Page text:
Out of the loop: why research rarely reaches policy makers and the public and what can be done.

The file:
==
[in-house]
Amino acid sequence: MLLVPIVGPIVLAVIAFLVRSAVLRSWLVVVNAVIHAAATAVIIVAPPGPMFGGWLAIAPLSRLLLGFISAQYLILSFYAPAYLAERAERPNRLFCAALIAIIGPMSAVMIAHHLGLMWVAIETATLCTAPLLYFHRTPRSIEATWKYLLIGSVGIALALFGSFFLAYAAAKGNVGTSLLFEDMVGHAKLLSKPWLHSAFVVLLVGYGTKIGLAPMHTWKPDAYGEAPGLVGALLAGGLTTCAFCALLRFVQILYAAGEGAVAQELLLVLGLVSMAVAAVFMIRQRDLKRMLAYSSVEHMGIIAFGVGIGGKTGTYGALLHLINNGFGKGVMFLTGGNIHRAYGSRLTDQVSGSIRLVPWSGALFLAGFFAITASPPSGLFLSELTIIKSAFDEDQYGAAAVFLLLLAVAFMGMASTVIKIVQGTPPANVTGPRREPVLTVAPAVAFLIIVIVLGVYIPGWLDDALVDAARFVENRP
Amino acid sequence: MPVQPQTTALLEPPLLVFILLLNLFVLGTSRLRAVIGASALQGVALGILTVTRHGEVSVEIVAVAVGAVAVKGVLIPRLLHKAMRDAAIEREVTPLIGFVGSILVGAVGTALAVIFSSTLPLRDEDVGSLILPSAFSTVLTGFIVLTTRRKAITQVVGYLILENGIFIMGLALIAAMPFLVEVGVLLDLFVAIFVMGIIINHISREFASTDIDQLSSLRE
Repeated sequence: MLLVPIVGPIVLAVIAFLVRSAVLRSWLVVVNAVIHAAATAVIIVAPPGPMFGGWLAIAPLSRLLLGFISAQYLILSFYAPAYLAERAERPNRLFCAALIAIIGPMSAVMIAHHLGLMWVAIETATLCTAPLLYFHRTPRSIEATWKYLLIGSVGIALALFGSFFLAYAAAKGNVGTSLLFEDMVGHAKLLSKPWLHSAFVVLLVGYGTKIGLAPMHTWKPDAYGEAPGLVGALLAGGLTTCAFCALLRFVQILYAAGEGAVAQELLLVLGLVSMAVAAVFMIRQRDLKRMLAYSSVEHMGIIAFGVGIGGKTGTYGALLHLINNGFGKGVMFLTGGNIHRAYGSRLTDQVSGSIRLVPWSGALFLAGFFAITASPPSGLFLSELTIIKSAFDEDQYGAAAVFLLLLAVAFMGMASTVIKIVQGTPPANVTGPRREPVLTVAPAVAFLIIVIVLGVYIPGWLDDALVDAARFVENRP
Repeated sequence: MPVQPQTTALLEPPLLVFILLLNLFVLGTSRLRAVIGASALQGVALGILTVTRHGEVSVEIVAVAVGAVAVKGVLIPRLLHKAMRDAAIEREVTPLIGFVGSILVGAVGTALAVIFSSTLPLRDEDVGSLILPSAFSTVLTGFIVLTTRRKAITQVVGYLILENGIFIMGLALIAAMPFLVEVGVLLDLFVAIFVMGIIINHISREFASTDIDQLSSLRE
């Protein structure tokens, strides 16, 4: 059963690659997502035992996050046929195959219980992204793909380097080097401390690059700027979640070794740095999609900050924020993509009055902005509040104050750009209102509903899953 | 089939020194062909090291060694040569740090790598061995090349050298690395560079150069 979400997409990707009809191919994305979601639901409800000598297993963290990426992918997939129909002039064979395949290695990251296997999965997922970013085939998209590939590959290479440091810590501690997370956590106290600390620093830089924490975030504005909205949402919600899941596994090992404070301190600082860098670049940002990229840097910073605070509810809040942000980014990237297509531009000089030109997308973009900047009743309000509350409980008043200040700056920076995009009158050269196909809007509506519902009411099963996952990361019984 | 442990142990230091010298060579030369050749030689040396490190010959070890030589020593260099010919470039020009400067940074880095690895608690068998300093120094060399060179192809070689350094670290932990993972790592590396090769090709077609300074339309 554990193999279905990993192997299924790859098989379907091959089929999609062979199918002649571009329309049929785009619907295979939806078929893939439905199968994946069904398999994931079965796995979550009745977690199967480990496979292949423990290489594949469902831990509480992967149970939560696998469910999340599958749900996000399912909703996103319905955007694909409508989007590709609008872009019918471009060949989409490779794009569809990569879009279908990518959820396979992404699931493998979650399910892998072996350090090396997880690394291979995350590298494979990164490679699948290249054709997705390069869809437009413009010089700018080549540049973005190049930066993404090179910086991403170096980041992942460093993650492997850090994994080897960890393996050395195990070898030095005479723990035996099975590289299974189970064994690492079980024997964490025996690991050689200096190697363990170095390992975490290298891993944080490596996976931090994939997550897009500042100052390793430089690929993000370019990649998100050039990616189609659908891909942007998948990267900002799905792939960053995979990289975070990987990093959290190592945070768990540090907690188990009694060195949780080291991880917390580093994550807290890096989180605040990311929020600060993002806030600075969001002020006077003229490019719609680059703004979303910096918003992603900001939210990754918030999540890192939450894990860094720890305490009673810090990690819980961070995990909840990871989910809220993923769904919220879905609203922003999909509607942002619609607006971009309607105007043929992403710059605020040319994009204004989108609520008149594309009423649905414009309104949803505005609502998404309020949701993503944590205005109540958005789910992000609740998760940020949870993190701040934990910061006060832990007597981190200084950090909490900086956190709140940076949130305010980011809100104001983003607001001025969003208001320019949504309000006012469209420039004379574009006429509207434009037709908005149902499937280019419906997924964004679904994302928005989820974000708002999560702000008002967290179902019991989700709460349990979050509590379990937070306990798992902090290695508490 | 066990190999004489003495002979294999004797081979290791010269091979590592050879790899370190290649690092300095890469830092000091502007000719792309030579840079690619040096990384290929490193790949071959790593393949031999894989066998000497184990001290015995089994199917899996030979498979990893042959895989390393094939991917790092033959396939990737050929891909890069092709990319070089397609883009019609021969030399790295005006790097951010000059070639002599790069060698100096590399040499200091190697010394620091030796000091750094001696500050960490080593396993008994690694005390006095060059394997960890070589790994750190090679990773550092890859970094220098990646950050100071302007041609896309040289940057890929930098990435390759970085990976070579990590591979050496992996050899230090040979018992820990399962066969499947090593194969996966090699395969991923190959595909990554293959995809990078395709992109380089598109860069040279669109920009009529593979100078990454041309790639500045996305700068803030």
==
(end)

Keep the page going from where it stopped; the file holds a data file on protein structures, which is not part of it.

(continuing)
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Most of the world’s population that derives their livelihoods or part of their livelihoods from forests are out of the information loop. Exclusion of public users of natural resources from access to scientific research results is not an oversight; it is a systemic problem that has costly ramifications for conservation and development. Results of a survey of 268 researchers from 29 countries indicate that institutional incentives support the linear, top-down communication of results through peer-reviewed journal articles, which often guarantees positive performance measurement. While the largest percentage of respondents (34%) ranked scientists as the most important audience for their work, only 15 percent of respondents considered peer-reviewed journals effective in promoting conservation and/or development. Respondents perceived that local initiatives (27%) and training (16%) were likely to lead to success in conservation and development; but few scientists invest in these activities. Engagement with the media (5%), production of training and educational materials (4%) and popular publications (5%) as outlets for scientific findings was perceived as inconsequential (o14%) in measuring scientific performance. Less than 3 percent of respondents ranked corporate actors as an important audience for their work. To ensure science is shared with those who need it, a shift in incentive structures is needed that rewards actual impact rather than only ‘high-impact’ journals. Widely used approaches and theoretical underpinnings from the social sciences, which underlie popular education and communication for social change, could enhance communication by linking knowledge and action in conservation biology
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